With good spirit in the stadiums and protests outside, the Confederations Cup is underway in Brazil.
It’s a been long way from perfect but the first round of matches ended on Monday with favorites Brazil, Italy and Spain winning and the host nation getting an idea, in organizational terms, what it will have to improve on for the rest of the tournament — and for the World Cup a year from now.
There is still a lot of unfinished work in the six host cities across Brazil and there have been mistakes by organizers along with a lack of infrastructure in the some of the airports.
FIFA Secretary General Jerome Valcke acknowledged after the inaugural match that there are things to “improve,” but says “all together it really was a success.”
“It was the kickoff of the tournament for which we have been working for the last six years,” FIFA Secretary General Valcke said. “It is working. For sure you can always improve things, but that’s part of what we will do right after the competition. But we can say all together it really was a success.”
The eight-team Confederations Cup is the biggest dry run for Brazil before it hosts soccer’s showcase event in 2014 and the Rio Olympics in 2016.
There has been a festive atmosphere for fans inside the stadiums, but a wave of protests against local government across the host cities have created havoc before some of the matches.
Clashes between police and demonstrators happened outside stadiums in three of the six Confederations Cup venues — Brasilia, Belo Horizonte and Rio de Janeiro — leading to arrests and disrupting the entrance of fans into the stadiums. In those cities, the protesters complained that too much money was being spent on the tournaments this year and next while the majority of the population continues to struggle.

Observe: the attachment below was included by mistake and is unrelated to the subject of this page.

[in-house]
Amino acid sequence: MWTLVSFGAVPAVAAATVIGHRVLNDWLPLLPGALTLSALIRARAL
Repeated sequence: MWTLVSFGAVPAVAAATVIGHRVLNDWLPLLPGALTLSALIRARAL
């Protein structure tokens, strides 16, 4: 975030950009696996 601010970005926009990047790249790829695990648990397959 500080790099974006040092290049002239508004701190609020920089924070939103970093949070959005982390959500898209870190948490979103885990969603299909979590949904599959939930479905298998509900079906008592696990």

Some of the more violent confrontations happened just hours before the opening match in Brasilia, which also witnessed an embarrassing moment for FIFA President Sepp Blatter and Brazilian President Dilma Rousseff.
They were met by loud boos from the crowd when introduced for a pre-game speech at the National Stadium, prompting the FIFA president to break protocol and call for “respect” and “fair play” from the “friends of Brazilian football.” He was jeered even louder after that.
Organizers in Brasilia also went through an embarrassing situation a few days before the first match, when they were forced to close the accreditation center for a few hours because they ran out of material to print permits for workers, volunteers and journalists. To make things worse, some of the volunteers sent to help the foreigners didn’t speak English.
The condition of the pitch, one of the most expensive built in Brazil, was also a problem.
“The quality of the pitch has to be improved,” Valcke said in an interview on FIFA’s website. “But that’s something we will work on to have the best pitches at the time of the World Cup.”
And the day after the match in the nation’s capital, Brazil’s lack of airport infrastructure was on display. Fans and journalists leaving the city endured huge lines to check in for their flights and local airlines clearly were not prepared to deal with the increased flow of passengers.
Visitors also had to deal with water leaks at Salvador airport, being forced to squeeze through a corridor to avoid getting wet on their way to claim their baggage.